What is the outlook for patients with osteomyelitis?

With proper treatment, the outcome is usually good for osteomyelitis, although results tend to be worse for chronic osteomyelitis, even with surgery. Some cases of chronic osteomyelitis can be so resistant to treatment that amputation may be required; however, this is rare. Over many years, chronic infectious draining sites can evolve into a squamous-cell type of skin cancer; this, too, is rare. Any change in the nature of the chronic drainage, or change of the nature of the chronic drainage site, should be evaluated by a physician experienced in treating chronic bone infections. Because it is important that osteomyelitis receives prompt medical attention, people who are at a higher risk of developing osteomyelitis should call their doctors as soon as possible if any symptoms arise.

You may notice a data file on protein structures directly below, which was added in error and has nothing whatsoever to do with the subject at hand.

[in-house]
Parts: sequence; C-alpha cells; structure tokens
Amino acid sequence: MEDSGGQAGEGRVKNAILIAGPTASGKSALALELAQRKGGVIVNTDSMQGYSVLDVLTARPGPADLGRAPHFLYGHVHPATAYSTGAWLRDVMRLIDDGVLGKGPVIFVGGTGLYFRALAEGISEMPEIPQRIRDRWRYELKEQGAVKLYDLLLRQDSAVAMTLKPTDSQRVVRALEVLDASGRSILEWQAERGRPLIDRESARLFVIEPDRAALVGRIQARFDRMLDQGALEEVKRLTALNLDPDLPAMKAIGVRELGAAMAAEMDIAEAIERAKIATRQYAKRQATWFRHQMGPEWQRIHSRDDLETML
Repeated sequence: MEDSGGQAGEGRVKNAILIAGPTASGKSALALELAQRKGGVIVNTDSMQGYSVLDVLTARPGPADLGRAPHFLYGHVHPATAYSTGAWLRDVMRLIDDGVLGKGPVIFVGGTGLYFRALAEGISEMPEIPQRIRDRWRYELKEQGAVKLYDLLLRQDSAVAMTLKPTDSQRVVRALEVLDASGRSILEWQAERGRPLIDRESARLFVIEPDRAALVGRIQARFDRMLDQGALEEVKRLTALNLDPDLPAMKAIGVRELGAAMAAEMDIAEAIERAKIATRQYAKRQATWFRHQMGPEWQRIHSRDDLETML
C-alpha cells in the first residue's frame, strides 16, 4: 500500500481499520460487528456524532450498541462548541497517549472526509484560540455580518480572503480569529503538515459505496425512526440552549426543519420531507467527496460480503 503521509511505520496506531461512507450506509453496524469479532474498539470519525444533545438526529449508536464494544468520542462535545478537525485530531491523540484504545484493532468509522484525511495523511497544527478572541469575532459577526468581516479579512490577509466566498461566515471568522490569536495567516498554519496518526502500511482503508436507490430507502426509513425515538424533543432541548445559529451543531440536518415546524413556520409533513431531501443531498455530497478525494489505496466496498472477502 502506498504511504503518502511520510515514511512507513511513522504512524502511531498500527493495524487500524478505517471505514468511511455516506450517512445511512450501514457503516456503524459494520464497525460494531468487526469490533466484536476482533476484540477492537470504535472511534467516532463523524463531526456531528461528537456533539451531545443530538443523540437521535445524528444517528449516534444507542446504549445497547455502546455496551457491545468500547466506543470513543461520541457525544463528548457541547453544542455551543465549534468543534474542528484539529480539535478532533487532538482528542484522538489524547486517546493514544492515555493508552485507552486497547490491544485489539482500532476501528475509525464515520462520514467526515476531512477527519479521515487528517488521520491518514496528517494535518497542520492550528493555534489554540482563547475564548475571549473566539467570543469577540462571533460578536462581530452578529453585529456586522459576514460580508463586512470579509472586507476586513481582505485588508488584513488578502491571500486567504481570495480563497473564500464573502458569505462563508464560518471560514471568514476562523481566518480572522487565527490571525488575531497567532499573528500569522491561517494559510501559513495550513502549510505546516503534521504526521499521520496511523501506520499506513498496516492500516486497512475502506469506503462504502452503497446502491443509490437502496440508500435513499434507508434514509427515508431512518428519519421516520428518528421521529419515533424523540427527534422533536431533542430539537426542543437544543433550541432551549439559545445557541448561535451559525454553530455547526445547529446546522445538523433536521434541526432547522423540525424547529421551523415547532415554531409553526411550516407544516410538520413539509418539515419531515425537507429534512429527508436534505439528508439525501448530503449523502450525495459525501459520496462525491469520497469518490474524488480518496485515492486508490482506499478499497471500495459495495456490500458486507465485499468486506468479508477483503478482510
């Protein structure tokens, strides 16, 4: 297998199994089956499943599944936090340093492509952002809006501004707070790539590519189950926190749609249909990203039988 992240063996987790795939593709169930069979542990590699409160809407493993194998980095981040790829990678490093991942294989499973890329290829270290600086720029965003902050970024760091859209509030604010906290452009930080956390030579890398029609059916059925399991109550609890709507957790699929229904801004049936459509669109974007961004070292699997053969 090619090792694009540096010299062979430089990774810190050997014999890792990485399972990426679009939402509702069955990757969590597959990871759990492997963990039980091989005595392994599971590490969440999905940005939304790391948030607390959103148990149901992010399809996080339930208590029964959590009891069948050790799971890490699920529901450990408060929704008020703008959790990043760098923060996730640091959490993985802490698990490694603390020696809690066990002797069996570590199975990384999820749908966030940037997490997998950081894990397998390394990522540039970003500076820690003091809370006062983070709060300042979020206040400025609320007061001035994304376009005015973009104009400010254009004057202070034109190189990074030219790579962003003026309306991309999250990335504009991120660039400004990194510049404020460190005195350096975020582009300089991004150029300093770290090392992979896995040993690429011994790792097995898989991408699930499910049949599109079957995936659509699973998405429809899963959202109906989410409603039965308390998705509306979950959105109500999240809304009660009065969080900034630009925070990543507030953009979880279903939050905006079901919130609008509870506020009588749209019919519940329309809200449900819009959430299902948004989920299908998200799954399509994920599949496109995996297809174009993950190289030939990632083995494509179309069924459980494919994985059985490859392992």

Last reviewed by a Cleveland Clinic medical professional on 11/28/2017.

References

  • Ryan KJ, Ray C. Chapter 58. Bone and Joint Infections. In: Ryan KJ, Ray C. eds. Sherris Medical Microbiology, 5e. New York, NY: McGraw-Hill; 2010.
  • Grad YH, Ross JJ. Chapter 200. Osteomyelitis and Septic Arthritis. In: McKean SC, Ross JJ, Dressler DD, Brotman DJ, Ginsberg JS. eds. Principles and Practice of Hospital Medicine. New York, NY: McGraw-Hill; 2012. library.ccf.org Accessed 3/13/2018.
  • State Government of Victoria. Better Health Channel. Osteomyelitis Accessed 3/13/2018.
  • Journal of the American Medical Association. JAMA Patient Page: Osteomyelitis Accessed 3/13/2018.

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